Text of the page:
A: Of course we made all these plans before the world was hit by this pandemic. But as I said earlier we will still keep the same targets and try our best to achieve that. To answer your first question, whether per capita income is a good indicator, I would say that all indicators are good. Indicators are there to show us the symptoms and not necessarily the cause of those symptoms.

For example when one’s blood pressure is not in the normal range it is an indicator that there is something wrong with him that had changed the blood pressure. Then you can search for the cause and treat it. Similarly, indicators are there to tell you whether you are going in the right direction. I think we can achieve the targets we have set, irrespective of the hardships caused by the pandemic.

Q. Since you brought in the example of measuring blood pressure, please let me step out of the topic and ask you about your decision to become an accountant. Were you not pressured to study Bioscience,, especially, since your father was a medical doctor?

A: Not at all. My parents provided us a liberal and democratic environment where we could decide what we wanted to continue our studies in. I was to do engineering, but started doing accounting at the Institute of Chartered Accountants during the period that we had to wait before the universities took in the new students, and the rest as they say, is history.

Q. Getting back to the topic, would you consider introducing different indicators, such as Gross National Happiness (GNH) to measure the economic growth?

A: Well, introducing new indicators would depend on how much information we get from the existing ones at the moment. Irrespective of the way we like to measure, if the economy is growing at a healthy rate where each eligible adult is employed and or being able to earn a decent living then the part of the happiness that depends on the level of income will automatically be satisfied.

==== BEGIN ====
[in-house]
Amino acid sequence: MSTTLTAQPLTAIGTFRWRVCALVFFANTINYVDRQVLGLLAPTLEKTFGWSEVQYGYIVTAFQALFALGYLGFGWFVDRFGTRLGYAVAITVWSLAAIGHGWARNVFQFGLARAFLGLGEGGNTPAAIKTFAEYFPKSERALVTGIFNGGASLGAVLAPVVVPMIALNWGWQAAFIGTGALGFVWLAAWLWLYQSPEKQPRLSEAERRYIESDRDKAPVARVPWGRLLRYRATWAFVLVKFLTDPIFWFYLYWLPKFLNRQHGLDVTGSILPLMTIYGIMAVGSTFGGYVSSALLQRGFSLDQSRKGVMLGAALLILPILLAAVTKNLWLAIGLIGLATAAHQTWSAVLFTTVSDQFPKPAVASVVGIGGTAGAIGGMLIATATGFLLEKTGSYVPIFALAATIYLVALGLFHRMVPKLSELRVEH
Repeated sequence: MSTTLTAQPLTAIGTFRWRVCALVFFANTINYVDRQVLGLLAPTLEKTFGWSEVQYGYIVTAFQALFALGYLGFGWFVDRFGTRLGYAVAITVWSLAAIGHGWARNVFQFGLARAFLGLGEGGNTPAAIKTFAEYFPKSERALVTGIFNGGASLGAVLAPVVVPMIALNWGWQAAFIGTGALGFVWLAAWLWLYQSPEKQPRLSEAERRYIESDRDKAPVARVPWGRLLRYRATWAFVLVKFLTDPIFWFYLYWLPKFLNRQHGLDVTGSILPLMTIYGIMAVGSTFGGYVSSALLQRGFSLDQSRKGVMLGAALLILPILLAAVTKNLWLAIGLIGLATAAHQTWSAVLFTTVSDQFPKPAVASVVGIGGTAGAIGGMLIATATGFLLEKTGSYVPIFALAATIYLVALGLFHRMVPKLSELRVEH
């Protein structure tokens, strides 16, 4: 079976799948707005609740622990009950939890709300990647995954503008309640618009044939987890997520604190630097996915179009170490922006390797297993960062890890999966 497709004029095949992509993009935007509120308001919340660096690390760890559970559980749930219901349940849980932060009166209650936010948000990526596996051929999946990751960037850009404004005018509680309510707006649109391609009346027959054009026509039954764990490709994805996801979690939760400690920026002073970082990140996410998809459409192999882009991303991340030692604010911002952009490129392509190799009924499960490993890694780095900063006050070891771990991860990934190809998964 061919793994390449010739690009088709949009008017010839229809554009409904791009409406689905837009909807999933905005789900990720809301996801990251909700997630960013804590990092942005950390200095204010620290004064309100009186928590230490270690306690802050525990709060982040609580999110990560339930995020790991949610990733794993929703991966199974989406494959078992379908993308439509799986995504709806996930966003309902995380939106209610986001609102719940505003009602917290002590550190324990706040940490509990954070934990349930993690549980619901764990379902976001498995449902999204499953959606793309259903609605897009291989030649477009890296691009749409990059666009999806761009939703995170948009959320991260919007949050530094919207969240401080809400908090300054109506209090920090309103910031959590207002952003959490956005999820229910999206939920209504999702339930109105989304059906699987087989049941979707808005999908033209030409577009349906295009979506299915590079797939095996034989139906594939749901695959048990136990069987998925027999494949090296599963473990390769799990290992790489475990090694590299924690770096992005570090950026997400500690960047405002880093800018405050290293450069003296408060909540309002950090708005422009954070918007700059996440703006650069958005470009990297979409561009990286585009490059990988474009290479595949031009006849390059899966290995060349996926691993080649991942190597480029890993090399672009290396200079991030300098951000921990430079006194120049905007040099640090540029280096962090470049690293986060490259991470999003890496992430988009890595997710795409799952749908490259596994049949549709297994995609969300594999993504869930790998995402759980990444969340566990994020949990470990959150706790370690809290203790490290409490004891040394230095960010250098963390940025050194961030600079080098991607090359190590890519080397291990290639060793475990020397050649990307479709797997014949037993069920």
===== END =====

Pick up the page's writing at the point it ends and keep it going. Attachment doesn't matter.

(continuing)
We will introduce new strategies to help small and medium business establishments while holding the interest rate to a minimum.

Q. Can you elaborate on the ‘Agricultural Crop Management System’ mentioned in the SLPP Policy Framework?

A: About 35% of the employment is found in the agricultural sector. Therefore, we will implement programs to improve soft skills of the farmer to help them to be able to use the latest and sophisticated technology. We will also bring technological solutions to address the seasonal glut in supply so that the livelihood of the famer is not affected.

Q. Do you need to amend the Constitution to achieve the things you mentioned here?

A: We may not need to amend the Constitution specifically for that. But to give you an example, the IGP was arrested and remanded but cannot be fired under the current Constitution. Those types of weaknesses have to be ironed out.

We basically asked for a mandate of a 2/3 of the seats to have the ability to bring amendments to the Constitution if and when needed. It is a weapon any government would like to have in its arsenal.

Q. What is your message to the country?

A: I thank the people for giving us this unprecedented mandate. We will serve all the people in the country equally irrespective of their political preference, gender, race and religion. The people of the country must get down to work with a renewed energy. There is no such thing as a free lunch. Every benefit the people get will have a cost attached to it, and if not the beneficiary, someone else would have to pay for it.